That night, eating dinner on the campsite in my van at Ceuse I decided that I would stop and that I would start again when the pain is gone. Whether it takes a month, a year, two years….I just wanted to feel normal again. I wanted to climb again with a free mind.

With this decision I started a search.

One physiotherapist was convinced hat I had a tear in my shoulder tendon and that an operation was needed.

Fine I say. Whatever needs doing.

I had scans and various tests done. None showed anything other than inflammation. No tears, no damage, nothing unusual to see. In fact my shoulder seemed in good shape with little wear and tear even after 20 years of climbing. No operation needed.

So now what? Working with some of the best physiotherapists I slowly started to get to know my body again. I learned that years of doing rope access work had caused a lot of imbalances. My posture, which seems good at first glance needed lots of subtle, tiny adjustments.

I learned that stress would change my posture and consequently cause pain. I looked at my life, my diet, my habits, how to reduce stress. I spent money and more money to see various people in search of answers. Physios, osteos, acupuncturists, rolfers, private yoga lessons. I took a lot of time to simply listen to my body, to each move I was doing, to my emotions and needs.

Months and months went by first with only subtle changes, ups and downs. Whenever I thought I had a breakthrough, there would be a week or a month when the pain came back. I kept persevering. Hours and hours of physio exercises, a one-week fast, changes in my diet. Adjustments to my life, relationships, work.

Not much changed for quite some time.

[caption id="attachment_6307" align="aligncenter" width="450"]Petit Clocher Petit Clocher[/caption]

Was I just imagining it all? Having had no accident, no impact I found myself running from one doctor and therapist to the next.

There are enough people out there who had serious accidents, really were going through hard times with damaged bodies. And here I am, apparently all healthy, making such a fuss.

I was almost hoping that one of the scans would show something…just explain where the discomfort would come from.

Sometimes the pain was so bad I really didn’t believe there was no damage. I stopped working as a climbing guide, luckily had other work where I wasn’t relying on my body. Even going for a walk would aggravate the shoulder.

Finally, after several months things started shifting, little improvements here and there. It may seem crazy but I started to get as much enjoyment out of a successful physio session than I used to get out of a great days climbing? What was a successful physio session? Usually when a new window of awareness opened. A slight shift in posture for example that brought release and ease in movement.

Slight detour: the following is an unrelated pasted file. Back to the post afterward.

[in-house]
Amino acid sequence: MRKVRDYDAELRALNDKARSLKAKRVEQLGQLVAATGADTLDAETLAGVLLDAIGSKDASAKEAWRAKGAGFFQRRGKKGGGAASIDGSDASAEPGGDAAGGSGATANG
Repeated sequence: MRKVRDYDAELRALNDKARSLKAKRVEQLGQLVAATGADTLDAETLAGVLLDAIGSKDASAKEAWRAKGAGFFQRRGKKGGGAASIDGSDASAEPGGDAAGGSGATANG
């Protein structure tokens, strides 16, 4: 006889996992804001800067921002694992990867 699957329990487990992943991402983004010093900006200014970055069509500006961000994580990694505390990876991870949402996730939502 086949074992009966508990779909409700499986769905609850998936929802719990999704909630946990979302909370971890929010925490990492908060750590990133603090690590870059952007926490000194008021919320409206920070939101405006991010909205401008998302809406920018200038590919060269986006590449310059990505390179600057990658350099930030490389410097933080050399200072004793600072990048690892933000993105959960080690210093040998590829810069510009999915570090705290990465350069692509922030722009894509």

The greatest thing I learned was to be able to listen again, to listen to my body.

And here I am, climbing again.

[caption id="attachment_6305" align="aligncenter" width="450"]Petit Clocher Petit Clocher[/caption]

Yes that’s right. After about 8 months I gave it a go but quickly stopped as the pain came back. I persevered with daily physio sessions, massages, kept spending my savings on treatments, integrated yoga into my life and continued a healthy diet.

2 months on I tried again. I never focused on strength and fitness but instead on listening to my body and posture with every move. Doing miniature sessions at the time, as little as 10 minutes

Patience…..

…..perseverance…..

Thanks to my shoulder I learned to readdress certain things in my life and to readdress myself. I am feeling better than I have in a long time…..with all that looking after myself not surprising.

I learned to be more aware of what causes stress for me, how to reduce or avoid it, and to listen to the needs of my body and mind.

I am writing this today after a great morning out on the rock in the sun with a good friend. Today more than any other day since I have started climbing again I felt that I was climbing well. I felt that I had found again something I had lost a long time ago. I couldn’t help but smile to myself numerous times moving upwards today.

[caption id="attachment_6300" align="aligncenter" width="450"]Bivy Bivy[/caption] [caption id="attachment_6299" align="aligncenter" width="400"]Bivy Bivy[/caption]

Why was I not getting pumped, or scared, run out above the last bolt? Instead I felt fully in touch with how I needed to shift with each move to be efficient and to avoid the pump in my rather unfit forearms.

I still have some work to do. There are still days that are not so good but they seem to get less and less. The days I feel that I am moving well without discomfort are increasing.

I am climbing again and I am clear about my objectives for the next little while. The focus is on movement and sensation rather than on grades, location rather than difficulty. Already by simply working on my technique, posture and awareness I am doing routes I didn’t think would seem this easy after such a long break. The flow is back, climbing brings joy again.

We all climb for different reason. Thanks to my shoulder I remembered why I do.

Jude Spancken